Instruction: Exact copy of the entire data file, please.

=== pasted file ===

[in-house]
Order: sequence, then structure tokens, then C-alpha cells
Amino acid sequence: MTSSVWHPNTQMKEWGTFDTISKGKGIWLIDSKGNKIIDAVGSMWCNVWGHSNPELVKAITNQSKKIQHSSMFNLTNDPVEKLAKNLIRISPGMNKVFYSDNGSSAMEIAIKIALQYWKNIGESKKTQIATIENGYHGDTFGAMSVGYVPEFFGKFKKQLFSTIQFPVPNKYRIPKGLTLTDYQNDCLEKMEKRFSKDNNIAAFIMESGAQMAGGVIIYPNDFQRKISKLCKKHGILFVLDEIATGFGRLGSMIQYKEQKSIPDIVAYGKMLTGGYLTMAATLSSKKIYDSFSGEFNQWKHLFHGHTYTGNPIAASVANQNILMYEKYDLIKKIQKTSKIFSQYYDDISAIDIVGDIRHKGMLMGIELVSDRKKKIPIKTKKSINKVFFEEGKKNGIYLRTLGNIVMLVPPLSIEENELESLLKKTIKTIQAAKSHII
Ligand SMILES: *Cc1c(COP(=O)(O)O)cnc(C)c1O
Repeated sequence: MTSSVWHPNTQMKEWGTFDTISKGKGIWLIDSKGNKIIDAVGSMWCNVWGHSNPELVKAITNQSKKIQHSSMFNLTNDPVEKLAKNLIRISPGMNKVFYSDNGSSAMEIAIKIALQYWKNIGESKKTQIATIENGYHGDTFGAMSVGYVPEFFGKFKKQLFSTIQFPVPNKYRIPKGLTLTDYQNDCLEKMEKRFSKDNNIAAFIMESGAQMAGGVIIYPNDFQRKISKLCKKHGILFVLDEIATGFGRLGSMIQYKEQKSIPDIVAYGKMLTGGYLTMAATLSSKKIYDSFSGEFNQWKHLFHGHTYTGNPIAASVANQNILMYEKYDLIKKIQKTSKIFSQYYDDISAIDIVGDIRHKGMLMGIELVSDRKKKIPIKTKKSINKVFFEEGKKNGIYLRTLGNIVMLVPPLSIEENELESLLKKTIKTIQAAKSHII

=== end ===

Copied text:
[in-house]
Order: sequence, then structure tokens, then C-alpha cells
Amino acid sequence: MTSSVWHPNTQMKEWGTFDTISKGKGIWLIDSKGNKIIDAVGSMWCNVWGHSNPELVKAITNQSKKIQHSSMFNLTNDPVEKLAKNLIRISPGMNKVFYSDNGSSAMEIAIKIALQYWKNIGESKKTQIATIENGYHGDTFGAMSVGYVPEFFGKFKKQLFSTIQFPVPNKYRIPKGLTLTDYQNDCLEKMEKRFSKDNNIAAFIMESGAQMAGGVIIYPNDFQRKISKLCKKHGILFVLDEIATGFGRLGSMIQYKEQKSIPDIVAYGKMLTGGYLTMAATLSSKKIYDSFSGEFNQWKHLFHGHTYTGNPIAASVANQNILMYEKYDLIKKIQKTSKIFSQYYDDISAIDIVGDIRHKGMLMGIELVSDRKKKIPIKTKKSINKVFFEEGKKNGIYLRTLGNIVMLVPPLSIEENELESLLKKTIKTIQAAKSHII
Ligand SMILES: *Cc1c(COP(=O)(O)O)cnc(C)c1O
Repeated sequence: MTSSVWHPNTQMKEWGTFDTISKGKGIWLIDSKGNKIIDAVGSMWCNVWGHSNPELVKAITNQSKKIQHSSMFNLTNDPVEKLAKNLIRISPGMNKVFYSDNGSSAMEIAIKIALQYWKNIGESKKTQIATIENGYHGDTFGAMSVGYVPEFFGKFKKQLFSTIQFPVPNKYRIPKGLTLTDYQNDCLEKMEKRFSKDNNIAAFIMESGAQMAGGVIIYPNDFQRKISKLCKKHGILFVLDEIATGFGRLGSMIQYKEQKSIPDIVAYGKMLTGGYLTMAATLSSKKIYDSFSGEFNQWKHLFHGHTYTGNPIAASVANQNILMYEKYDLIKKIQKTSKIFSQYYDDISAIDIVGDIRHKGMLMGIELVSDRKKKIPIKTKKSINKVFFEEGKKNGIYLRTLGNIVMLVPPLSIEENELESLLKKTIKTIQAAKSHII